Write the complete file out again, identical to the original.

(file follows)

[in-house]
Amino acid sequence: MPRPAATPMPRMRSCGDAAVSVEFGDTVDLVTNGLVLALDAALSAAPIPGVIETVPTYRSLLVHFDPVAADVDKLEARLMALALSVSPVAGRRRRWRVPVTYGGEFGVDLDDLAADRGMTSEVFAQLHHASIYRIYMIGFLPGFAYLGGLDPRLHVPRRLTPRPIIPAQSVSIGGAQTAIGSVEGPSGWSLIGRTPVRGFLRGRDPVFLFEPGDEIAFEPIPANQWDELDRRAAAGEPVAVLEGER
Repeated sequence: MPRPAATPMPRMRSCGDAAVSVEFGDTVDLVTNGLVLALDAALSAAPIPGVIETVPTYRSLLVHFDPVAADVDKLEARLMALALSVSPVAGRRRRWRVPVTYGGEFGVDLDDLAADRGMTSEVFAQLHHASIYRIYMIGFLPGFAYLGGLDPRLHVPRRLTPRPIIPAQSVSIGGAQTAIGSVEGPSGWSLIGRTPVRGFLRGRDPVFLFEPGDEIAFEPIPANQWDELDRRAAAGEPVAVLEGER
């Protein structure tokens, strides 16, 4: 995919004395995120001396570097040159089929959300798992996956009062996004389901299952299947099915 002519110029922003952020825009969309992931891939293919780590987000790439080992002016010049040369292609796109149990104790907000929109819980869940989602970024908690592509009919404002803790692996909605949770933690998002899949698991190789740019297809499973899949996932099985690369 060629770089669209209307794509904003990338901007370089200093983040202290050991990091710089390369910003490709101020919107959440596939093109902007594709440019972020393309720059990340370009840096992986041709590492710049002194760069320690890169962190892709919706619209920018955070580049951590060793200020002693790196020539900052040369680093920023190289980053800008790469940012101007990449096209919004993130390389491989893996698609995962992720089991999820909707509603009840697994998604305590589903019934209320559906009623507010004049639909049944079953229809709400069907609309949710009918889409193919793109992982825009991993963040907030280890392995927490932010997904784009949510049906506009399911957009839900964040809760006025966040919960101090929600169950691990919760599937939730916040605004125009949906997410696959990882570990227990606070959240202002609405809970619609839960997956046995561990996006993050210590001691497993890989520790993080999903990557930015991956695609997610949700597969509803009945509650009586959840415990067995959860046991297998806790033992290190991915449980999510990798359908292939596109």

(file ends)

[in-house]
Amino acid sequence: MPRPAATPMPRMRSCGDAAVSVEFGDTVDLVTNGLVLALDAALSAAPIPGVIETVPTYRSLLVHFDPVAADVDKLEARLMALALSVSPVAGRRRRWRVPVTYGGEFGVDLDDLAADRGMTSEVFAQLHHASIYRIYMIGFLPGFAYLGGLDPRLHVPRRLTPRPIIPAQSVSIGGAQTAIGSVEGPSGWSLIGRTPVRGFLRGRDPVFLFEPGDEIAFEPIPANQWDELDRRAAAGEPVAVLEGER
Repeated sequence: MPRPAATPMPRMRSCGDAAVSVEFGDTVDLVTNGLVLALDAALSAAPIPGVIETVPTYRSLLVHFDPVAADVDKLEARLMALALSVSPVAGRRRRWRVPVTYGGEFGVDLDDLAADRGMTSEVFAQLHHASIYRIYMIGFLPGFAYLGGLDPRLHVPRRLTPRPIIPAQSVSIGGAQTAIGSVEGPSGWSLIGRTPVRGFLRGRDPVFLFEPGDEIAFEPIPANQWDELDRRAAAGEPVAVLEGER
């Protein structure tokens, strides 16, 4: 995919004395995120001396570097040159089929959300798992996956009062996004389901299952299947099915 002519110029922003952020825009969309992931891939293919780590987000790439080992002016010049040369292609796109149990104790907000929109819980869940989602970024908690592509009919404002803790692996909605949770933690998002899949698991190789740019297809499973899949996932099985690369 060629770089669209209307794509904003990338901007370089200093983040202290050991990091710089390369910003490709101020919107959440596939093109902007594709440019972020393309720059990340370009840096992986041709590492710049002194760069320690890169962190892709919706619209920018955070580049951590060793200020002693790196020539900052040369680093920023190289980053800008790469940012101007990449096209919004993130390389491989893996698609995962992720089991999820909707509603009840697994998604305590589903019934209320559906009623507010004049639909049944079953229809709400069907609309949710009918889409193919793109992982825009991993963040907030280890392995927490932010997904784009949510049906506009399911957009839900964040809760006025966040919960101090929600169950691990919760599937939730916040605004125009949906997410696959990882570990227990606070959240202002609405809970619609839960997956046995561990996006993050210590001691497993890989520790993080999903990557930015991956695609997610949700597969509803009945509650009586959840415990067995959860046991297998806790033992290190991915449980999510990798359908292939596109």